The car park for here is easilyfound, being above a roundabout on the Formentor road past Puerto Pollensa, and overlooking a wooded avenue leading to the seafront of the resort. We didn't get here until mid morning, resulting in an already present mix of birders and in particular walkers. The guides for the site warn of the private land only metres in and to be wary of the guard dog, but the former has a small opening in the gate for easy access, and the latter is tied up behind another gate. The distance from the car park to the small yet populated beach is only one and a half miles, and the track is generally extremely obvious due to the constant pedestrian traffic, but the valley through the fells on either side make it picturesque and pleasant. Our walk kept to the main track through, but when I was last here many years ago ascended the slopes to the wall to find some Balearic Warblers, which weren't in evidence today. Many Sardinian Warblers made up for this, and were almost constantly heard. Blue Rock Thrushes in the form of males were up the slopes, and a single Crag Martin circled overhead. The tops of the mountains are always worth checking for raptors, although today's roster was only of single buzzard and a few ravens.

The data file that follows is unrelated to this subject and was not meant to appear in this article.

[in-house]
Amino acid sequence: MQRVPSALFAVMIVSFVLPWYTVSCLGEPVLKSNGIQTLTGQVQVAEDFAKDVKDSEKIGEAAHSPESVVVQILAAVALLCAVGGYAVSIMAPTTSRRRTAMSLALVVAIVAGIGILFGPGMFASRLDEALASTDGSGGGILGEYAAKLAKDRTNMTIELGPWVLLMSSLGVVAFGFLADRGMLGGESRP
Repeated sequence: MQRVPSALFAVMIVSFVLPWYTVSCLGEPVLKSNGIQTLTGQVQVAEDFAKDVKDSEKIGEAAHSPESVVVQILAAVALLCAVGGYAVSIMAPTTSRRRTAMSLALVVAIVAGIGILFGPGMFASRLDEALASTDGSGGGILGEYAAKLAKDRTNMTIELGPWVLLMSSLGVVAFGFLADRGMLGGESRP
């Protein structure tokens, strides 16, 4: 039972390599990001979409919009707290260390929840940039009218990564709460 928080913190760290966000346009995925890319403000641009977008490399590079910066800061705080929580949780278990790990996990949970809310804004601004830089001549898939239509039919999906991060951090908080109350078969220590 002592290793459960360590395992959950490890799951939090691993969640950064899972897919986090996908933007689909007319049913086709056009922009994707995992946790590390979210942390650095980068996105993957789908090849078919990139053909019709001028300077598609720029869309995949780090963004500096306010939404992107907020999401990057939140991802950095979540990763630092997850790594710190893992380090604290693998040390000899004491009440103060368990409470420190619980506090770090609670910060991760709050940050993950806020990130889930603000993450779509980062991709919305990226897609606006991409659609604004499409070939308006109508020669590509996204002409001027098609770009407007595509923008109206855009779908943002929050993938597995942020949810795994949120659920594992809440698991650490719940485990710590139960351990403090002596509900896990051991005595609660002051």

The 17km drive to here from Puerto Pollensa is a tortuous one, due in part to the narrow and winding roads, and also to the plethora of cars and cyclists using this one way route to the peninsular. Whether it is worth is at this time of year is debatable. The parking at the lighthouse which is at the tip is limited, and it is too early in the year for the Eleanora's Falcons for which it specialises. But the views up along the northern rocky coast and to nearby Menorca are juicy. Take away the cafe and the people and this would be a very pleasant spot to spend some time. The aerial interest here was provided by regular Pallid Swifts, rather than the expected Crag Martins. Looking down at the sea far below, a trio of separate Cory's Shearwaters uncharacteristically flapped along in the calm air over the sea. A Blue Rock Thrush was a bonus as we were about to leave.